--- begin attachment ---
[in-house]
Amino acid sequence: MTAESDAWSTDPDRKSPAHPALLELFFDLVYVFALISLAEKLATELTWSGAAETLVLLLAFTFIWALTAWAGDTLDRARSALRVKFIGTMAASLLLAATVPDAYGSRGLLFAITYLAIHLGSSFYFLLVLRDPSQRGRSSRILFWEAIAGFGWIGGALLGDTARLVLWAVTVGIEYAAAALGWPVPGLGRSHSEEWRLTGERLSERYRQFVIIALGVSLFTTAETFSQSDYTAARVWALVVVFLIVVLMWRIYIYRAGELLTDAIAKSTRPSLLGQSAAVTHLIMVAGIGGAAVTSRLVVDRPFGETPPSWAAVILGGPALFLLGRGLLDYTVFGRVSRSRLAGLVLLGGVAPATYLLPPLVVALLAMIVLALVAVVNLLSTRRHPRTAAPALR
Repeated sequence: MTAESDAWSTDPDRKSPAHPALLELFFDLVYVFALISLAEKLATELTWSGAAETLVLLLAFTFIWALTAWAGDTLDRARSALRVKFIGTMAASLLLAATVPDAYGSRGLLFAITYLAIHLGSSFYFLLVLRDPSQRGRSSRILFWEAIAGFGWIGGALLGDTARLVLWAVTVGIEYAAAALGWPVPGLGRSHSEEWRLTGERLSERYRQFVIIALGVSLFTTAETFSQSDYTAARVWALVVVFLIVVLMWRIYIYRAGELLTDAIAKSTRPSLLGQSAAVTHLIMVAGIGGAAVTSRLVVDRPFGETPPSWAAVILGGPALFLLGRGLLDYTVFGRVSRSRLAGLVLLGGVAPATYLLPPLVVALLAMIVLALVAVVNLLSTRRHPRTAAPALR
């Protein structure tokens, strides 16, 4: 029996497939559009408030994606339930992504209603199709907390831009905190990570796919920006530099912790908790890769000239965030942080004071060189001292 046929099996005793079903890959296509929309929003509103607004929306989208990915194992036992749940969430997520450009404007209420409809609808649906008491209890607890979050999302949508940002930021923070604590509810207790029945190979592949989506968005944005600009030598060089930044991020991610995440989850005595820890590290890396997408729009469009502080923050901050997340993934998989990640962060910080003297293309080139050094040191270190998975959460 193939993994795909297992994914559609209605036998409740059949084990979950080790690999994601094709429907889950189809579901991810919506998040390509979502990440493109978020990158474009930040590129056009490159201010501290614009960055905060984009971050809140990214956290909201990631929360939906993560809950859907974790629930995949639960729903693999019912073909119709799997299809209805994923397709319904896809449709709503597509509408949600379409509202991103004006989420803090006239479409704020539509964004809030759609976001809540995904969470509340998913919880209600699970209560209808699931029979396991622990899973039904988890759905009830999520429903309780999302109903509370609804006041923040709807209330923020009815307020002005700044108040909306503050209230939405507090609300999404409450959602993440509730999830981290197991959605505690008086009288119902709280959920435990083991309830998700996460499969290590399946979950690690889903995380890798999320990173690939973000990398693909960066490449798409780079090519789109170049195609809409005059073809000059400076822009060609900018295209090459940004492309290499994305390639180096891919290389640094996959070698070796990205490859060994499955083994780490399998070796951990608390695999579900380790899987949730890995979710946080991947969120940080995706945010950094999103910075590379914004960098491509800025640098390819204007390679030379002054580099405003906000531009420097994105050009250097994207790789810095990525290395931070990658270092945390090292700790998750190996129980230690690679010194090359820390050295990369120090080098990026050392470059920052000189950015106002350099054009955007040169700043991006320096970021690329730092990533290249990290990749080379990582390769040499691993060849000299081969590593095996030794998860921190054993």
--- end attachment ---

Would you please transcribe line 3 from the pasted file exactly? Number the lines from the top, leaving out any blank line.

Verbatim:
Repeated sequence: MTAESDAWSTDPDRKSPAHPALLELFFDLVYVFALISLAEKLATELTWSGAAETLVLLLAFTFIWALTAWAGDTLDRARSALRVKFIGTMAASLLLAATVPDAYGSRGLLFAITYLAIHLGSSFYFLLVLRDPSQRGRSSRILFWEAIAGFGWIGGALLGDTARLVLWAVTVGIEYAAAALGWPVPGLGRSHSEEWRLTGERLSERYRQFVIIALGVSLFTTAETFSQSDYTAARVWALVVVFLIVVLMWRIYIYRAGELLTDAIAKSTRPSLLGQSAAVTHLIMVAGIGGAAVTSRLVVDRPFGETPPSWAAVILGGPALFLLGRGLLDYTVFGRVSRSRLAGLVLLGGVAPATYLLPPLVVALLAMIVLALVAVVNLLSTRRHPRTAAPALR